Tag Archives: Egypt

#5WomenArtists: Lara Baladi

Oum el Dounia; Lara Baladi (b. 1969, Beirut, Lebanon); 2000–2007; wool and cotton; courtesy the artist

Oum el Dounia; Lara Baladi (b. 1969, Beirut, Lebanon); 2000–2007; wool and cotton; courtesy the artist

Throughout Women’s History Month, we’re joining the National Museum of Women in the Arts in highlighting and celebrating women who are artists. We’ll introduce female artists throughout Asian art history, as well as those who currently grace our galleries with contemporary works. Use the hashtag #5womenartists to join in.

Overwhelming and vibrant, peppered with fairytale characters and archival images, artist Lara Baladi‘s contemporary vision of Egypt currently greets visitors to the Freer|Sackler. Born in 1969 in Beirut, Baladi is an Egyptian-Lebanese photographer and multimedia artist. Now based in Cairo, she created this digital tapestry—titled Oum el Dounia, Arabic for Mother of the World, a common nickname for Egypt—as part of her interest in the global perception of the country, as well as in the way technology affects visual narratives. The monumental piece, which stands nearly 10 feet tall and more than 29 feet wide, also reflects time she spent near the Bahariya Oasis in Egypt’s western desert: “traveling by jeep with friends, picnicking, and camping beneath the stars.”

“In thinking about how to represent my experience of the desert, I looked to fairytales such as Alice in Wonderland and The Little Mermaid, old picture postcards and my own archive,” Baladi recalled. “The resulting collage is a dreamlike journey, turning the stereotypical image of the desert upside down.”

Lara Baladi. Photo courtesy of Arts at MIT

Lara Baladi. Photo courtesy of Arts at MIT

Baladi’s firsthand experience of the events in Tahrir Square in 2011 marked a significant shift in her artistic practice. During the demonstrations, she began amassing a digital archive of videos, photographs, and articles related to the events in Egypt as well as other major occurrences around the world. This effort became an ongoing art and research project titled Vox Populi, through which she explores how technology can enhance access to materials that document revolution and the stories they tell.

Explore Vox Populi and Oum el Dounia online, and visit us to see Baladi’s work in person.

Powerballs

Egyptian balls

See more of these Egyptian balls on Open F|S.

Now, THESE are powerballs. Made of glass in Egypt, each one dates to the Ptolemaic dynasty or Roman period (305 BCE–14 CE). That’s not 1.5 billion years, but we’ll take 2,300! We’re not sure what they were for, though women may have used the larger ones to cool their hands after the balls soaked in melted snow.

Friday Fave: Fragment of a Glass Beaker

Fragment of a beaker; Syria, Late Bronze Age, 1400–1200 BCE; glass; Gift of Charles Lang Freer, F1909.604

Fragment of a beaker; Syria, Late Bronze Age, 1400–1200 BCE; glass; Gift of Charles Lang Freer, F1909.604

Some objects in the Freer|Sackler are quite small yet provide substantial information about their place of manufacture, ultimate destination, and function. This fragment of an ancient glass beaker is a little more than an inch wide and in remarkably good condition considering it is about 3,400 years old. It is an example of one of the most extraordinary glass vessels produced during the Late Bronze Age in the ancient Near East, specifically in places such as Tell Braq in northern Syria, Tell er Rimah in northern Iraq, and Hasanlu in Iran. The beaker fragment is composed of tiny colored glass canes that form a pattern of lozenge shapes in four colors: red, white, blue, and turquoise. Of surviving examples, this one is probably in the best condition.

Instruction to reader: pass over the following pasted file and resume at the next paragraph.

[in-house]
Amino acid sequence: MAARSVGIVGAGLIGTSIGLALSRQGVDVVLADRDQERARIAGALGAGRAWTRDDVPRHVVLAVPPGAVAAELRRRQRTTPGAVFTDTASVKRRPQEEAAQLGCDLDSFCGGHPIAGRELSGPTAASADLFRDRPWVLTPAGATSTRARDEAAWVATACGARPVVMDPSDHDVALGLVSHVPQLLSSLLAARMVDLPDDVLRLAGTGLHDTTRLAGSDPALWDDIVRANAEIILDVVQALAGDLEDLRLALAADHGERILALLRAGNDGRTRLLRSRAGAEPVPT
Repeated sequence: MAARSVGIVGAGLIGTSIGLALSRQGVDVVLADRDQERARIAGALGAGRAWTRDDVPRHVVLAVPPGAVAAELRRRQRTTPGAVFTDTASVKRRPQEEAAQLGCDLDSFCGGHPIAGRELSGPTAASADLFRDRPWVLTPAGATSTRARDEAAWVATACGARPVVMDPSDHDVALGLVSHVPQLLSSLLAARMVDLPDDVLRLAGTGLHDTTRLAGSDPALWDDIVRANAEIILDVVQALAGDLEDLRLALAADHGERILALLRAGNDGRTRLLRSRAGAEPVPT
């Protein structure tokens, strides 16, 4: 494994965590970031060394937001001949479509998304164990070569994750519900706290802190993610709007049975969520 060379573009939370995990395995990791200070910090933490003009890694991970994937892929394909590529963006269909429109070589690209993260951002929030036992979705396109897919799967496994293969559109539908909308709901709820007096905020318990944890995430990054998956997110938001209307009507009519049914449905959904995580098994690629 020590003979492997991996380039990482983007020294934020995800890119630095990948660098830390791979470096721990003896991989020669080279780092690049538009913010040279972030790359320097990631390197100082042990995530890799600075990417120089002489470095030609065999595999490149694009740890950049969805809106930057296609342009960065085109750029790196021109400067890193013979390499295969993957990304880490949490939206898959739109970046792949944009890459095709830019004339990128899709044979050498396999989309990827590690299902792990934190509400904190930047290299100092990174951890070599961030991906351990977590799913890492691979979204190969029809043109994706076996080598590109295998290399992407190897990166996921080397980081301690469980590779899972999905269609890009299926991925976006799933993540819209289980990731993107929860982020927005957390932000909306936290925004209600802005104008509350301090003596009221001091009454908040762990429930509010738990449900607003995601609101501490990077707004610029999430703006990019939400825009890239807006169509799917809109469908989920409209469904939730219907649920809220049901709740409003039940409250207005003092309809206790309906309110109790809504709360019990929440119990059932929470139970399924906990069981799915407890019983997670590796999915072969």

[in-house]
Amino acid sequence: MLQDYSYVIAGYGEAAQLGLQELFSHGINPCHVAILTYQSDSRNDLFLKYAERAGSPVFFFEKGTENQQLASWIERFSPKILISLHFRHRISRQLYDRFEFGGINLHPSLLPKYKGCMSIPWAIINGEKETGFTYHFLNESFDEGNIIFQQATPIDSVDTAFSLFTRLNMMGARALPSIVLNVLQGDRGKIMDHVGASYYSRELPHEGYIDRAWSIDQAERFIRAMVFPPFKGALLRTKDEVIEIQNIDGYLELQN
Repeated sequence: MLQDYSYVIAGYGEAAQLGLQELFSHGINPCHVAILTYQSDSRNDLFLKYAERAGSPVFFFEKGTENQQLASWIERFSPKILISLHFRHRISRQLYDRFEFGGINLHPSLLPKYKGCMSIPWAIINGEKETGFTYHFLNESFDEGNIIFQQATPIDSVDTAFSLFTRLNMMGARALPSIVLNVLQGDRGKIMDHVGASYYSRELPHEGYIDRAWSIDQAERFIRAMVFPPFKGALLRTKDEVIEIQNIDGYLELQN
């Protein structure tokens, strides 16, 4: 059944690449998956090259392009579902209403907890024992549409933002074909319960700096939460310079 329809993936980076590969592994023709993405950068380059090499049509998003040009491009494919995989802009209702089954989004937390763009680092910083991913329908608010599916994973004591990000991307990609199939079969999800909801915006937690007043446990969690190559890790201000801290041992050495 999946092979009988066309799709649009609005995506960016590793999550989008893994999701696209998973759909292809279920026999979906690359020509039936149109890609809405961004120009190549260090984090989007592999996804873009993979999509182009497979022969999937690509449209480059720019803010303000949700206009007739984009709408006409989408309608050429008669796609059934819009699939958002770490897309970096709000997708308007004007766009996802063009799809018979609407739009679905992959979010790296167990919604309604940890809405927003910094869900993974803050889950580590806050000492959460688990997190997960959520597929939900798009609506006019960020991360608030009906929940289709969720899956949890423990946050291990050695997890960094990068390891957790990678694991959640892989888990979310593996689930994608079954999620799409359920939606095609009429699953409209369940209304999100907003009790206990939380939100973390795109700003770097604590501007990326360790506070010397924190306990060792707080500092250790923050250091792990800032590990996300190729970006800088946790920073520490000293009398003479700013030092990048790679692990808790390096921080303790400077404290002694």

The fragment becomes more interesting when one discovers that Charles Lang Freer acquired it along with 1,387 mostly glass objects from the famous antiquities dealer Giovanni Dattari in Cairo, Egypt, during the summer of 1909. This collection included dozens of glass objects clearly dated to the later Eighteenth Dynasty of Egypt, more specifically to the reigns of Amenhotep II (r. 1427–1400 BCE) through Tutankhamun (r. 1334–1325 BCE).

In order to understand how such a vessel could end up in Egypt, one has to consider its potential function as a political gift between rulers of the ancient Near East and those of Egypt. According to information provided by some remarkable clay tablets, written in cuneiform in an international dialect of Akkadian and found in a diplomatic archive at Tell el Amarna, Egypt was held in high regard by its neighbors. These included both small city-states and larger empires such as the Hittites, Mittanians, and Assyrians. Rulers writing to the pharaoh would address him as “brother” to indicate an equal status. Important and beautiful royal gifts of the highest quality would have been exchanged.

Though Egypt could send beautiful vessels and objects made of gold, ivory, or painted pottery, its developing industry of glass vessels could not yet meet the standards of its Near Eastern compatriots. These craftsmen were so advanced in the production of glass objects that they kept cuneiform documents with recipes for making different kinds. And though Egyptian glassmakers would produce some mosaic glass dishes, they could never produce a beaker such as this one—a royal gift of such high technical skill as to equal any Egyptian gift, even of vessels of gold.

The beaker likely ended up either in a royal tomb or in the ruins of a palace of an Eighteenth Dynasty ruler, such as Malqata at Thebes or Tell el Amarna in Middle Egypt. This object, with its geometric patterning, would have been just as attractive to a pharaoh as were Egyptian objects, with their exotic designs, to the rulers of the ancient Near East.